Friday, September 15, 2006

On the Edge

Last night, we went to visit someone in our family who is very special to us. She lost her youngest sister, and now she is the only one left. They were five sisters, growing up.

This special person, she has always told us stories about a house full of love and mischief. (Of course there would be mischief with five sisters.)

What must it be like, to stand on the edge of being... to know that you are left to carry on... that you hold the memories of a sisterhood... that you must remember to tell the rest of the stories, before they slip away?

Photograph by Gail Nadeau. Used with permission.
Telling Our Stories


Blogger Jennifer said...

I lost my grandfather this summer. His sister was there for the funeral and she was taking it hard. She kept saying that she was the only one left. I guess that's true--you say goodbye to your parents, but you still have your siblings, but then they leave one by one as well.

I had seen your thoughtful comments at Heather's blog. Thanks for stopping by mine today.

9:31 AM  
Blogger Charity Singleton said...

Maybe this is why older people often tell the same stories over and over. If the next generation doesn't pay attention and take ownership of the story, it will die.

I've heard this is one of the greatest tragedies of Alzheimer's -- a loss of memory means all the stories die long before the body ever gives out.

Great visual of this point by Gail.

12:11 PM  
Blogger L.L. Barkat said...

Jennifer... reminds me of a Luci Shaw poem... something about moving up the ladder...

Charity... about the photo... I've had this one for so long, with nothing to say about it... but I was amazed at the emotion it captured so perfectly, for today's thoughts... the girl at the edge, the deathly still room, the empty chairs across from her...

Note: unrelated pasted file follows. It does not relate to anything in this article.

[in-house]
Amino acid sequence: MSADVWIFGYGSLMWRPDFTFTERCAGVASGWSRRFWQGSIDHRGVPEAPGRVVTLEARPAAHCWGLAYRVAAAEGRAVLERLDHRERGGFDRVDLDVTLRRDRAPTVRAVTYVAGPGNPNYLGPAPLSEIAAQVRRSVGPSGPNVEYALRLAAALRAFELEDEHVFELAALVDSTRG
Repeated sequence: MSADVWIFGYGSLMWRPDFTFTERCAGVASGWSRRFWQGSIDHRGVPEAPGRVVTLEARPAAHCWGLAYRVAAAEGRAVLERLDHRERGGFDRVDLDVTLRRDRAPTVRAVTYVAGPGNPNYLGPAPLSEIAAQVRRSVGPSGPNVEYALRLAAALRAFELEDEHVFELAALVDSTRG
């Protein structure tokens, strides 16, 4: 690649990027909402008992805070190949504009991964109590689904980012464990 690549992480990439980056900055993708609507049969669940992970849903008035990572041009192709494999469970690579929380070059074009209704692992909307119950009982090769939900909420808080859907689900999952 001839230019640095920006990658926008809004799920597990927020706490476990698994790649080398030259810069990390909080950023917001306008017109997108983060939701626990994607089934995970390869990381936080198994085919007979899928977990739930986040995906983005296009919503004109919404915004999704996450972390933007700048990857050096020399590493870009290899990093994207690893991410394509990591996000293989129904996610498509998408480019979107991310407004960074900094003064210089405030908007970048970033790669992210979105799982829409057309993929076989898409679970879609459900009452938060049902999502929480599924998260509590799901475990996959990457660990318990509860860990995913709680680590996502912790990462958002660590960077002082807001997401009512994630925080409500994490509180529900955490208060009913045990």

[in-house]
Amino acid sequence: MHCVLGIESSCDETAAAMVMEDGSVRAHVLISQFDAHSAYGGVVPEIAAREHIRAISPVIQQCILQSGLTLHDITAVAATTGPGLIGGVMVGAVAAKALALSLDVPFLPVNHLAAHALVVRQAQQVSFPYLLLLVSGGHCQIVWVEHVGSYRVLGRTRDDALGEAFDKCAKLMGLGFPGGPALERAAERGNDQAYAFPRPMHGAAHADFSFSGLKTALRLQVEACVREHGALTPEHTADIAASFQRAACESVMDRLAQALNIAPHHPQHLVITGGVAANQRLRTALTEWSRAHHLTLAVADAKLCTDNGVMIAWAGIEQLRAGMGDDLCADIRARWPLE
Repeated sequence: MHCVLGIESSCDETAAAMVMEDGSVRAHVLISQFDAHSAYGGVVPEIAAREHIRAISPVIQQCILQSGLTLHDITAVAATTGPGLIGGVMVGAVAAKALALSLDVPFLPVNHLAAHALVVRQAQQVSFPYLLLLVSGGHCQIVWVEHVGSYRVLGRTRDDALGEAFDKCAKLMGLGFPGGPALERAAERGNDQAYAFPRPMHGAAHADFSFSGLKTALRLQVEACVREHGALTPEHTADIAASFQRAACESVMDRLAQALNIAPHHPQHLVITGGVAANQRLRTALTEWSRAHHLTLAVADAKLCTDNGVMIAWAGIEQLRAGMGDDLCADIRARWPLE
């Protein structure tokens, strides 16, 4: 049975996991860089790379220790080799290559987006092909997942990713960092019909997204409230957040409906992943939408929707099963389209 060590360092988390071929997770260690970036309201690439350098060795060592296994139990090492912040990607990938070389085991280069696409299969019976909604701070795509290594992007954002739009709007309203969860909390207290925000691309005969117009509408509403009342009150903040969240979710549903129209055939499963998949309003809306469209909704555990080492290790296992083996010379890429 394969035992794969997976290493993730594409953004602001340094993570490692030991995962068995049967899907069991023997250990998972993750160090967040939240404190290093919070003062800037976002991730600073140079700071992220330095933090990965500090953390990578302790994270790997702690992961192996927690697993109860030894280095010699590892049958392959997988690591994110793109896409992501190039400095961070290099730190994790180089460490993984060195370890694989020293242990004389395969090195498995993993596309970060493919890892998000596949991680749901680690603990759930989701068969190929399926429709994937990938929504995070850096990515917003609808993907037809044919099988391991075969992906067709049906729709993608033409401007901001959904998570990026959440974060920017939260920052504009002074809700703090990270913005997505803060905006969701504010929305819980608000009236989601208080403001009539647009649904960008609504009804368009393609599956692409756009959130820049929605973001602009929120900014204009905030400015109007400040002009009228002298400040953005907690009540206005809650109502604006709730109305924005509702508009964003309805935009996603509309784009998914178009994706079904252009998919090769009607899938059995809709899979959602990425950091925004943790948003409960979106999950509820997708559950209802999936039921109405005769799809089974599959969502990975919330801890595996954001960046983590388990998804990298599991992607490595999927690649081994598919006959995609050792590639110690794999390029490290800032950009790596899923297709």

12:59 PM  
Blogger Kat said...

Hey L.L.!

I love yo blog! Girl you are smart and have such a gift for words. I want to hear more about your testimony of finding the Messiah. I'll come back later. baby crying and cat coughing up a fur ball.

Thanks for your kind comments...i feel honored that you would visit my blog :-)

3:25 PM  
Blogger L.L. Barkat said...

Kat... such generous words here!

Now, regarding the whole testimony thing, there's a book in the works which is due out next year... 'til then, I leave you with this (from my first chapter)...

I came to God through a want ad. "Piano for sale," it said.

In the meantime, there's plenty else for us to talk about... and I look forward to that, between crying & coughing spells, because I've enjoyed your thoughts, too. :)

9:26 PM  
Blogger Heather said...

Write the stories down. My grandmother told me great stories when she was a nurse during WWII about jokes they played on the doctors, tidbits about family history like the boy who carried spy messages through his drum during the civil war or the indian princess who left her tribe for marriage (yes, I have royalty in my blood). So many stories that I have forgotten. So many stories I wish I could tell. Write them down.

2:10 PM  

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